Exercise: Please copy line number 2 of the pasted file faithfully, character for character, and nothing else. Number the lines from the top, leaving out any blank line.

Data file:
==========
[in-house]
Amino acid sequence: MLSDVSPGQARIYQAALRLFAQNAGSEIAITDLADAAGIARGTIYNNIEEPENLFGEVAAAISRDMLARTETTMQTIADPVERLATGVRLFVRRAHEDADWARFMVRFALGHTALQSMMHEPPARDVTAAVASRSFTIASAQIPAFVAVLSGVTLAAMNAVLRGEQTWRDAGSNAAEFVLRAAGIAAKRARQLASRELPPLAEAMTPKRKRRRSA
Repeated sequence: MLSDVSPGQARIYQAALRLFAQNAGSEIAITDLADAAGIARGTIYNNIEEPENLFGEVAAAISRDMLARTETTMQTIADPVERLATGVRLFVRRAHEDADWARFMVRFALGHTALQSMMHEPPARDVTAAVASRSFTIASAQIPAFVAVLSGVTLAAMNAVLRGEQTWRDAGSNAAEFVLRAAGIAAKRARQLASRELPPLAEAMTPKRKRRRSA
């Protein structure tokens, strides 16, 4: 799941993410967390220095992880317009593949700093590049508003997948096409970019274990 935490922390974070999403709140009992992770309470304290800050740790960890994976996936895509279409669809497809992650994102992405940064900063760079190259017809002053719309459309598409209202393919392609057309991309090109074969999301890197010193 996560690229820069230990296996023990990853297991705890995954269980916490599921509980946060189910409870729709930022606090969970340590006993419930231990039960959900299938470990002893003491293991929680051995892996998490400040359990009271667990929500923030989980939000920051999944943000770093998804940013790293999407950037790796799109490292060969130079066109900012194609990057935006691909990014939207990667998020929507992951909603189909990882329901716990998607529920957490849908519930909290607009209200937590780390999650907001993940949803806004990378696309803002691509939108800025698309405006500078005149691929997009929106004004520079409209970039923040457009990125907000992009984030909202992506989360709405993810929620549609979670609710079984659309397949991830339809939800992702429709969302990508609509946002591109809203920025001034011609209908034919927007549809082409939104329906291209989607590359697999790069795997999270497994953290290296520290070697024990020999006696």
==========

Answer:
Amino acid sequence: MLSDVSPGQARIYQAALRLFAQNAGSEIAITDLADAAGIARGTIYNNIEEPENLFGEVAAAISRDMLARTETTMQTIADPVERLATGVRLFVRRAHEDADWARFMVRFALGHTALQSMMHEPPARDVTAAVASRSFTIASAQIPAFVAVLSGVTLAAMNAVLRGEQTWRDAGSNAAEFVLRAAGIAAKRARQLASRELPPLAEAMTPKRKRRRSA